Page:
A selection of health policy stories from Mississippi, Oregon, Connecticut and California.
The Associated Press: Healthy Officials Trying To Save Jobs
Top officials at the Mississippi State Department of Health say they're trying to prevent layoffs for 41 employees and 41 contract workers who were part of a program to help women with high-risk pregnancies. Dr. Mary Currier, the state health officer, said Friday that the social workers were told April 15 their jobs could be eliminated July 1 (4/28).
The Lund Report: For-Profit Hospitals Skimp On Charity Care
Oregon's two for-profit hospitals are among the stingiest hospitals in the state when it comes to providing care for the poor. Willamette Valley Medical Center spent less than 1 percent of patient revenue on charity care in 2011, a tenth the average of its peers, according to a Lund Report review of the state's major hospitals. And McKenzie-Willamette Medical Center, the only other major for-profit hospital in Oregon, spent 3.2 percent of patient revenue on charity care (Sherwood, 4/26).
Kaiser Health News: Oregon's Dilemma: How To Measure Health?
There are hundreds, if not thousands, of ways to track the health of a population: the average blood pressure of a large group of people, the rate of mental illness, the average weight. Epidemiologists have been collecting this kind of data for years, but now, in Oregon, there is cold, hard cash riding on these metrics (Foden-Vencil, 4/26).
CT Mirror: Hospitals Working Together To Reduce Surgical Complications
Connecticut hospitals traditionally considered competitors have been quietly teaming up to share techniques to reduce surgical infections and complications. The idea is to improve patient care and efficiency in a landscape of skyrocketing health care costs and pressure from the federal Affordable Care Act to improve performance. On Friday, surgeons, hospitals, health plan providers, physicians and politicians gathered at the state Capitol for a symposium to raise public awareness of hospitals' efforts to contain costs and to discuss challenges that lie ahead in health care reform (Merritt, 4/26).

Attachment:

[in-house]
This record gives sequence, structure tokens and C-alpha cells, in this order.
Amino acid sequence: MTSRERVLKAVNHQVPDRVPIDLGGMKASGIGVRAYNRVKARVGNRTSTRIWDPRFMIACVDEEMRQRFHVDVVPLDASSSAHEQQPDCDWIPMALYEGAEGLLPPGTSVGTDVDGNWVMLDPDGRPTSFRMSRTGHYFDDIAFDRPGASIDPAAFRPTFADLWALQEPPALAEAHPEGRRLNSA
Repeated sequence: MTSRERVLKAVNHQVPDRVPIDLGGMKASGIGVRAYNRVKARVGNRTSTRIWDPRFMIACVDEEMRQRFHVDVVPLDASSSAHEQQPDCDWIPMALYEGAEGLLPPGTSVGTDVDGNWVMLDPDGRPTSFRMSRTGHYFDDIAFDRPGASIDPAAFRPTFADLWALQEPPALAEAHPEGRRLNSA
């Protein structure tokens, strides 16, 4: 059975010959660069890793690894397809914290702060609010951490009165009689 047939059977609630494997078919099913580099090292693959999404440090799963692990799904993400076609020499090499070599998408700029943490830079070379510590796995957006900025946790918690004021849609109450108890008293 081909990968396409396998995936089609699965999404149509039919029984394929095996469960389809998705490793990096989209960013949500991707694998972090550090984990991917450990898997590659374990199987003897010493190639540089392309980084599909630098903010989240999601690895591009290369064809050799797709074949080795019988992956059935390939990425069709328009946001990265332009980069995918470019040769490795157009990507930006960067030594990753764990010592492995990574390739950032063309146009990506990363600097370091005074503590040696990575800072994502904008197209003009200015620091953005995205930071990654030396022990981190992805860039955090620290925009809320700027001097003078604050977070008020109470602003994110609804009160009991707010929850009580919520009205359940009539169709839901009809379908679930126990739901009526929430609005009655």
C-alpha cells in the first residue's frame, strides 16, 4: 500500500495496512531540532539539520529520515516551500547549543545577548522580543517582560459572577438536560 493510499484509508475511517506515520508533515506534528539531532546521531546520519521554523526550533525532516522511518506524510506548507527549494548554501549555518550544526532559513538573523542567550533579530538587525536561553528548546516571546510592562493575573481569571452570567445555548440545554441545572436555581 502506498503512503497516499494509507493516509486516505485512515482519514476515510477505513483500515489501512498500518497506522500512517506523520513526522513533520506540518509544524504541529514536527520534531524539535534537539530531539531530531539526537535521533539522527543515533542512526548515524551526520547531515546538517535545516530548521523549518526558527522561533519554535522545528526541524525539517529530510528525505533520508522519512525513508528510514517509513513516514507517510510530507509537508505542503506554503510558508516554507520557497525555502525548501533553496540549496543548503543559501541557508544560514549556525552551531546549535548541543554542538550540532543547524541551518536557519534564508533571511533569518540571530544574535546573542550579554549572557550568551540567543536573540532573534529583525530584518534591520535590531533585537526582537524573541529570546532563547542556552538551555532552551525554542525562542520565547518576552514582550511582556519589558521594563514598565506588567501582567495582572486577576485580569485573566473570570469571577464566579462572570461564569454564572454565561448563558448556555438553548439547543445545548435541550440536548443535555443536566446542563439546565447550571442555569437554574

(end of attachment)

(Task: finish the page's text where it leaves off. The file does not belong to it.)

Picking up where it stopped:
HealthyCal: 'Show Me The Money'
Imagine taking a job without knowing how much you'll be paid. Or having your car fixed without knowing the cost. That's how state health insurers and our most vulnerable patients -- the old, sick, and poor -- feel about California's latest plan to squeeze them into a new managed care program that may be woefully unprepared for a transition scheduled for the fall (Perry, 4/28).
California Healthline: Legislature OKs First Special Session Bills
The Assembly and Senate yesterday voted to approve two similar bills that would reform the individual health insurance market and ban pre-existing conditions as a reason for denying health insurance. They are the first bills from the special session on health care reform to pass legislative floor votes. The bills now must pass a procedural vote by both houses of origination before heading to the governor's desk. The governor's office has expressed support for the bills, so both are expected to be signed into law (Gorn, 4/26).
This article was reprinted from kaiserhealthnews.org with permission from the Henry J. Kaiser Family Foundation. Kaiser Health News, an editorially independent news service, is a program of the Kaiser Family Foundation, a nonpartisan health care policy research organization unaffiliated with Kaiser Permanente.